One unusual thing which we’ve seen on other courses, particularly here in the Scottsdale area is that it seems quite usual to have par 5 holes with low Stroke Indexes/Handicaps (see above). Take Quintero for example, Stroke 1 hole is the par 5, 550 yard 8th. This is hole with a big dogleg right over a ravine between the 1st and 2nd shots.

A three wood to the landing area and a slightly heavy 3 wood left me an 8 iron to the green and two putts for a “5 for 3”.

The Stoke 2 hole is the par 5, 515 yard 10th. This was downwind hole so bear that in mind. A decent drive to the middle of the fairway left me 220 yards to the pin. I launched a 3 rescue into the air, hit, the green, and bounced off into a bunker through the green. A decent bunker shot and 3 foot putt gave me a “4 for 4”.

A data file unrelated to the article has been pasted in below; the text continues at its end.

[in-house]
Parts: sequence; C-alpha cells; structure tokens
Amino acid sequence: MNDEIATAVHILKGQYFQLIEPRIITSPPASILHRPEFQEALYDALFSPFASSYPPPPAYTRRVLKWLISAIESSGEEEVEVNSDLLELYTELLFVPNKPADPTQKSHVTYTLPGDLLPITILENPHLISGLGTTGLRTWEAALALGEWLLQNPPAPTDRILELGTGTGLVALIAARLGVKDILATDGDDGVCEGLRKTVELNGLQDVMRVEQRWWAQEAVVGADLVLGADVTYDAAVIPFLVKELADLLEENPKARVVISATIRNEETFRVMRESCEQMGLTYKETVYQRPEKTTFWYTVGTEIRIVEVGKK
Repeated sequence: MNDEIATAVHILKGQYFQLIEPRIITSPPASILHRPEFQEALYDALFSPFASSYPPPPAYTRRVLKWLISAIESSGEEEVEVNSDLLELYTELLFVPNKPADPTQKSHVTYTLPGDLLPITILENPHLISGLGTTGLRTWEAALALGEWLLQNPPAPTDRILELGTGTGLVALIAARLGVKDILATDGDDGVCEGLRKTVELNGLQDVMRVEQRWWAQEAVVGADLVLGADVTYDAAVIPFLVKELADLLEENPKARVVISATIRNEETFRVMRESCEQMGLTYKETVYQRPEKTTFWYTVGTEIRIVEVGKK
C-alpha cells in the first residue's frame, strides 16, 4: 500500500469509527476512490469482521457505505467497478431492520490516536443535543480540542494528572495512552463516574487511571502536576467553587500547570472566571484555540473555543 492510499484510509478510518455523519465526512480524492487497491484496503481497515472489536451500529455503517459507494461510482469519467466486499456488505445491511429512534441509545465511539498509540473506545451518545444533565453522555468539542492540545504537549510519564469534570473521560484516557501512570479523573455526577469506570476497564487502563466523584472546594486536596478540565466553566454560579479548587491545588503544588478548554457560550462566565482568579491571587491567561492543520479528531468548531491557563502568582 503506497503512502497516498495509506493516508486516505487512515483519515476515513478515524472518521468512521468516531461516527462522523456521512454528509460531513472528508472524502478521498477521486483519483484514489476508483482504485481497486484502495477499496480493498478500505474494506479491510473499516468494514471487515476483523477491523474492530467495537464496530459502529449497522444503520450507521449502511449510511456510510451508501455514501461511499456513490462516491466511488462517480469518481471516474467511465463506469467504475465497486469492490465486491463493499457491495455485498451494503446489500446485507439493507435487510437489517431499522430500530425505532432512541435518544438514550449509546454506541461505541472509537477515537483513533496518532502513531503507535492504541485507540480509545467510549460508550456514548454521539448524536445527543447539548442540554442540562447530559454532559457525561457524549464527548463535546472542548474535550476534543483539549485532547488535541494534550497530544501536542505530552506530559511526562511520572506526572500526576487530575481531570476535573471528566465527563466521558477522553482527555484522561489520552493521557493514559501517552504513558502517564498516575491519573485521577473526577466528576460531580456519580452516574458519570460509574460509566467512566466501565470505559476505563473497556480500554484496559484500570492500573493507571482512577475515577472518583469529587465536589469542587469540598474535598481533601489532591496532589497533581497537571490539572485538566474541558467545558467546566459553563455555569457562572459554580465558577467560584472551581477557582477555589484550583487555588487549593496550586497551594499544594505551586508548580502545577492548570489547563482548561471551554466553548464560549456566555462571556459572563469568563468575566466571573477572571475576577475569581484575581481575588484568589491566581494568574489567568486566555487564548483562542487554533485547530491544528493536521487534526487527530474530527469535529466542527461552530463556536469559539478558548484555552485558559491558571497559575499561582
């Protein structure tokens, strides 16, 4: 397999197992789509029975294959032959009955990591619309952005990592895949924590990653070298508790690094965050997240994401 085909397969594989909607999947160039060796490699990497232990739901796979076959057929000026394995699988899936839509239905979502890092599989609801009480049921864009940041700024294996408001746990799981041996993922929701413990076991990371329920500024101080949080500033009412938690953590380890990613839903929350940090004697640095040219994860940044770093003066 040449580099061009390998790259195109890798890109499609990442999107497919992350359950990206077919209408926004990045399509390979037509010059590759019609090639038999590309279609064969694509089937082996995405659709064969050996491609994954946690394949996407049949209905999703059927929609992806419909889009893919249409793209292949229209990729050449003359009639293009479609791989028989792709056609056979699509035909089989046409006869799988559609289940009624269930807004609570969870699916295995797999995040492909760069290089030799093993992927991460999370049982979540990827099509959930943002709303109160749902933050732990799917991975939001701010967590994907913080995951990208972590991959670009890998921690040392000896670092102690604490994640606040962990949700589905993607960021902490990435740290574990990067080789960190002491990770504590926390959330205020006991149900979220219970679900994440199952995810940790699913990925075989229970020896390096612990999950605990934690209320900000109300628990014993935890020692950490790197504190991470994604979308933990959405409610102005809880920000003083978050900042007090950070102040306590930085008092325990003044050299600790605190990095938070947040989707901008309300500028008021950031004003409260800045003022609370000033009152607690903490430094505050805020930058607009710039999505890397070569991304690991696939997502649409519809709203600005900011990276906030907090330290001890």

I can think of very few holes on UK courses that are both par 5 and the two lowest strokes on the course. Can you think of one?

Overall I thought the course was great, possibly the best of the four we’ve played so far here in Scottsdale. I would definitely come back and play it again.

We Ko Pa – Saguaro Course – Review

We Ko Pa Saguaro Course Planner coverToday’s outing was at We Ko Pa on the Saguaro Course which is Scottsdale desert golf at its finest. We were a bit rushed when we first got there as I’d misjudged the the length of time to get there. We were paired up with another single player, which was fine as it slowed down our pace of play just a little so we barely caught up the group who’d teed off 30 mins before us.

After 7 holes I was beginning to think that the wide open fairways were making the course a bit easy as I was 1 under par at that point, but a double bogey on the par 5 8th with a four putt and a bogey on the par 3 9th put me in my place!